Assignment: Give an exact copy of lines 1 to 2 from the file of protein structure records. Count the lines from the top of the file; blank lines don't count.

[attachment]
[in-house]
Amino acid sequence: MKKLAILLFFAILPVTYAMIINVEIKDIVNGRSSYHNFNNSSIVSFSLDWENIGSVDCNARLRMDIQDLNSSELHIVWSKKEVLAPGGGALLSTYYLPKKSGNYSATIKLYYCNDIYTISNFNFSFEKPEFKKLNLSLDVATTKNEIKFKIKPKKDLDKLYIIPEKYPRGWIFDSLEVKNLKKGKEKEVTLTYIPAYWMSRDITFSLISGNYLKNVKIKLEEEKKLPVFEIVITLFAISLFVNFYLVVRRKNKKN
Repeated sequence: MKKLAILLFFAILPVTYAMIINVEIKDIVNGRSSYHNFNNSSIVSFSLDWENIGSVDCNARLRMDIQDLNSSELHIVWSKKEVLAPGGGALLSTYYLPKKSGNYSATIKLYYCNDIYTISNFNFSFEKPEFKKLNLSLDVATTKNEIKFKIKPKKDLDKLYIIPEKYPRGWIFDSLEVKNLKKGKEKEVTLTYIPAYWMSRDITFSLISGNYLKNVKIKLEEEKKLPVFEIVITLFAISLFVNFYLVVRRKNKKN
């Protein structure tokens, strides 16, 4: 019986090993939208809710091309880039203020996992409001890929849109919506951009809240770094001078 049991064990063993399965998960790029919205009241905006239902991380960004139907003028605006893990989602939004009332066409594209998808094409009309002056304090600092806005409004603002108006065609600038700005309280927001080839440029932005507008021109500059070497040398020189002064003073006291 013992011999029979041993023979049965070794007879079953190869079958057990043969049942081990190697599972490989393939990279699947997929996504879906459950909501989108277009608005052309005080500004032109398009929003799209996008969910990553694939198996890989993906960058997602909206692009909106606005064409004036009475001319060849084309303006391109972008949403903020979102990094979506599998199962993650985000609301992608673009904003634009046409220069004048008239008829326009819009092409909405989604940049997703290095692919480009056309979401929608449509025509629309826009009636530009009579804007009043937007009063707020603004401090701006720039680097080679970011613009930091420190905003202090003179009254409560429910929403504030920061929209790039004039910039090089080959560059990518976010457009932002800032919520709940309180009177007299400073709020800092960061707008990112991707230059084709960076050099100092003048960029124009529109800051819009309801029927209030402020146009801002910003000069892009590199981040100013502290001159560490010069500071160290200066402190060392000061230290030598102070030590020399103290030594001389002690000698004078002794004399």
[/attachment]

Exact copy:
[in-house]
Amino acid sequence: MKKLAILLFFAILPVTYAMIINVEIKDIVNGRSSYHNFNNSSIVSFSLDWENIGSVDCNARLRMDIQDLNSSELHIVWSKKEVLAPGGGALLSTYYLPKKSGNYSATIKLYYCNDIYTISNFNFSFEKPEFKKLNLSLDVATTKNEIKFKIKPKKDLDKLYIIPEKYPRGWIFDSLEVKNLKKGKEKEVTLTYIPAYWMSRDITFSLISGNYLKNVKIKLEEEKKLPVFEIVITLFAISLFVNFYLVVRRKNKKN